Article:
Two witnesses saw the blue car, and described its driver as being a sun-tanned man aged 35 to 45.

To this day, neither car nor killer has been traced, and when DS Readman retired in 2000, he said: “If they (the witnesses) had even seen part of the (number) plate, the murderer would have been detected because I am confident this was the man who killed Ann. But this, along with the fact the murder weapon was never recovered, was a disappointment."

A month after the Heron reconstruction, the November 1990 Crimewatch featured an appeal from Hampshire police for information about the whereabouts of a violent prisoner, Michael Benson, who was originally from Leeds.

VIDEO: Michael Benson appeal begins at 2m12s

Benson had a long criminal history including burglary, robbery with a carving knife against three people, and in December 1972 had been sentenced to life imprisonment for causing Grievous Bodily Harm with a shotgun in Southampton.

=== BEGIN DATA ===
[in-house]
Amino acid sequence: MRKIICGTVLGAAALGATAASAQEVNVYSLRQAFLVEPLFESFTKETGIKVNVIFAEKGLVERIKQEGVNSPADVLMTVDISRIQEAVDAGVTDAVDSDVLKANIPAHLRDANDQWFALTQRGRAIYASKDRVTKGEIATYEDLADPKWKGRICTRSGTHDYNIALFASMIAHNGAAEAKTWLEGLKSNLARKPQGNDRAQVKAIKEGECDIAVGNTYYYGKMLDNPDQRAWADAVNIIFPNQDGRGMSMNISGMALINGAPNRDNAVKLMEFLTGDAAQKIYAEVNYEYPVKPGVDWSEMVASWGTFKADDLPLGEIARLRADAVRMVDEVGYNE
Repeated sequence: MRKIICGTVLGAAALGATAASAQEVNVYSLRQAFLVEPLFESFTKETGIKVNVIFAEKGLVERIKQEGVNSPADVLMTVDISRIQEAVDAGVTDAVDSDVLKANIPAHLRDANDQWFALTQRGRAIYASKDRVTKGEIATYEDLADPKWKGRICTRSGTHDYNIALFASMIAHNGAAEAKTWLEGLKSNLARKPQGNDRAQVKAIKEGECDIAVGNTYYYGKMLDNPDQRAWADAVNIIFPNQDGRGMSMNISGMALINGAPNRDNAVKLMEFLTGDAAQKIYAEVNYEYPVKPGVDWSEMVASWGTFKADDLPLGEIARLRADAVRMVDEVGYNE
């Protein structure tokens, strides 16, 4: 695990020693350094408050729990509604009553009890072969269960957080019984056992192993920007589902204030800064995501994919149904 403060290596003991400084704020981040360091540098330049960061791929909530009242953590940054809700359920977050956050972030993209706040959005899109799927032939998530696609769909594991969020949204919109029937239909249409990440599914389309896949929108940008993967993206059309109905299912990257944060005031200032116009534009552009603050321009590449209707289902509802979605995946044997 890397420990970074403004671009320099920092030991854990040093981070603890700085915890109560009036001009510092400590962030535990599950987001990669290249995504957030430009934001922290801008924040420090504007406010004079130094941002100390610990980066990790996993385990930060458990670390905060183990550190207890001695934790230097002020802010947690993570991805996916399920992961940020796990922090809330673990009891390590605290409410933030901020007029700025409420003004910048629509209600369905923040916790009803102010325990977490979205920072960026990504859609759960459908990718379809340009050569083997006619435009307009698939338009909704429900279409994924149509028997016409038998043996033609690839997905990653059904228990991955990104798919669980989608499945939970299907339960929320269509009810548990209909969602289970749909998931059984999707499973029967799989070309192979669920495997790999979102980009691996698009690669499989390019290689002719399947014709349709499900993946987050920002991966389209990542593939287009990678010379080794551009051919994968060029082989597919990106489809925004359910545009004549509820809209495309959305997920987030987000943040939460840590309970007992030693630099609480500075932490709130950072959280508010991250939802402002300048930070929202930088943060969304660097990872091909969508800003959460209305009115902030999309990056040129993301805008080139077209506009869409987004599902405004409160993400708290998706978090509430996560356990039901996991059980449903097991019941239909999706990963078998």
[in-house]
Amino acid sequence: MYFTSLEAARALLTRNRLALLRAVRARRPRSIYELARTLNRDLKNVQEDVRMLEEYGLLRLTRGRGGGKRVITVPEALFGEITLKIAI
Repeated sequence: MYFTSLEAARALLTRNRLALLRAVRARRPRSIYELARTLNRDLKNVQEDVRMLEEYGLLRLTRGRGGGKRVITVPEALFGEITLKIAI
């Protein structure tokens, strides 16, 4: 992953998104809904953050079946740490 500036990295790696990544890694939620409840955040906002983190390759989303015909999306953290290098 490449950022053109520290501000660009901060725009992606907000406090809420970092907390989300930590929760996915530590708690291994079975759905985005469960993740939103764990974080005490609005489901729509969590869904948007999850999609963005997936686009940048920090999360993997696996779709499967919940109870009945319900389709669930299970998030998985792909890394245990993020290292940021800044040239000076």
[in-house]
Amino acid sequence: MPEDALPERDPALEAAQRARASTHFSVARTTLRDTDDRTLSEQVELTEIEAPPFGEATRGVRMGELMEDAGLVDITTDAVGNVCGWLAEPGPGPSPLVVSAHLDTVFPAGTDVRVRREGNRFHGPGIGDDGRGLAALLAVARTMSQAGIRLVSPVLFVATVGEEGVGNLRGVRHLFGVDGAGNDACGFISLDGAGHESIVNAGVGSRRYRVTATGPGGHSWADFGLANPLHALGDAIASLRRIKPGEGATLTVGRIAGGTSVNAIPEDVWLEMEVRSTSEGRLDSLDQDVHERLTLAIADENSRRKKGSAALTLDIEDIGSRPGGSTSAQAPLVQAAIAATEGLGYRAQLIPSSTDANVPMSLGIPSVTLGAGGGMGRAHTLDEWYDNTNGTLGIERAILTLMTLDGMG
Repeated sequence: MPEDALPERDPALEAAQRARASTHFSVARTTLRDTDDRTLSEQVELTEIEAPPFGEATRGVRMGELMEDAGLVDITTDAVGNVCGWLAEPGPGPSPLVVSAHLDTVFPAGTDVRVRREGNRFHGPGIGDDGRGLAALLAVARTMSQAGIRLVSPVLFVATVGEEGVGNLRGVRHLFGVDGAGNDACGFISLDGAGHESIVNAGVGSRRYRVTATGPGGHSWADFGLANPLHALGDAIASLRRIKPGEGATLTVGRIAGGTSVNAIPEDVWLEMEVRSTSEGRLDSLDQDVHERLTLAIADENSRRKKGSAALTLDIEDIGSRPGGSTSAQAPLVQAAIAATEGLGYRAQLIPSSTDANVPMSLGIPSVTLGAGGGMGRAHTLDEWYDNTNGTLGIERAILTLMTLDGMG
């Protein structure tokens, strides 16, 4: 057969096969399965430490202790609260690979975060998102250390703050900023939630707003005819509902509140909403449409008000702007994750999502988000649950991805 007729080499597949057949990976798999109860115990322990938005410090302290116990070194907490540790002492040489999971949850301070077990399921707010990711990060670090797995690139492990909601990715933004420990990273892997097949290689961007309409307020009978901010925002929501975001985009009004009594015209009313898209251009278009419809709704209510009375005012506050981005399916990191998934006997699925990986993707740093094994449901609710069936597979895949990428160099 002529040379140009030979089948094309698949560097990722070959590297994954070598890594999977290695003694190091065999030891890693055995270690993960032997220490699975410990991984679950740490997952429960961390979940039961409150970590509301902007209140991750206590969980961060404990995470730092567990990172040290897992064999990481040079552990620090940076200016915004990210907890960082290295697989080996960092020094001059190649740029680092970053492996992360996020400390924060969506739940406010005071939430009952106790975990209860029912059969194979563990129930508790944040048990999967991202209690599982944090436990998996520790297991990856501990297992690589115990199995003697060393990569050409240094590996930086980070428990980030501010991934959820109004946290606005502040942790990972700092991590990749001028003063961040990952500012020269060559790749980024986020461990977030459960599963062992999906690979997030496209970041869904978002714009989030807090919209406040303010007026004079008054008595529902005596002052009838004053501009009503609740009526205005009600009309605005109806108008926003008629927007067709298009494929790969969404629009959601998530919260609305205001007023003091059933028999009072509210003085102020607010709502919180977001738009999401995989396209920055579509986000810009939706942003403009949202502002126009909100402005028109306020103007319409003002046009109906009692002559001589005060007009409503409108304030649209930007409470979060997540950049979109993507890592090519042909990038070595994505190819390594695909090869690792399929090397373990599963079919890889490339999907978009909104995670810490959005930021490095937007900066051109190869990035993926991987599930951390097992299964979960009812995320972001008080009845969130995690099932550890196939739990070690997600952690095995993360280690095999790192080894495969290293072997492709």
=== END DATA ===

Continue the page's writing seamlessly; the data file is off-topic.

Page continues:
The programme said he had escaped while on day release in May 1989, and that summer he had got married. However, he left his wife in May 1990 and disappeared – taking her dark blue metallic Ford Orion.

The Northern Echo:

“You may have seen him in it anywhere in the country since he gets jobs with security companies and is known to travel extensively,” said a detective, showing pictures of the dark complexioned wanted man and his blue car. “But if you have seen him recently please be careful. He’s potentially dangerous. You must ring us rather than approach him at all.”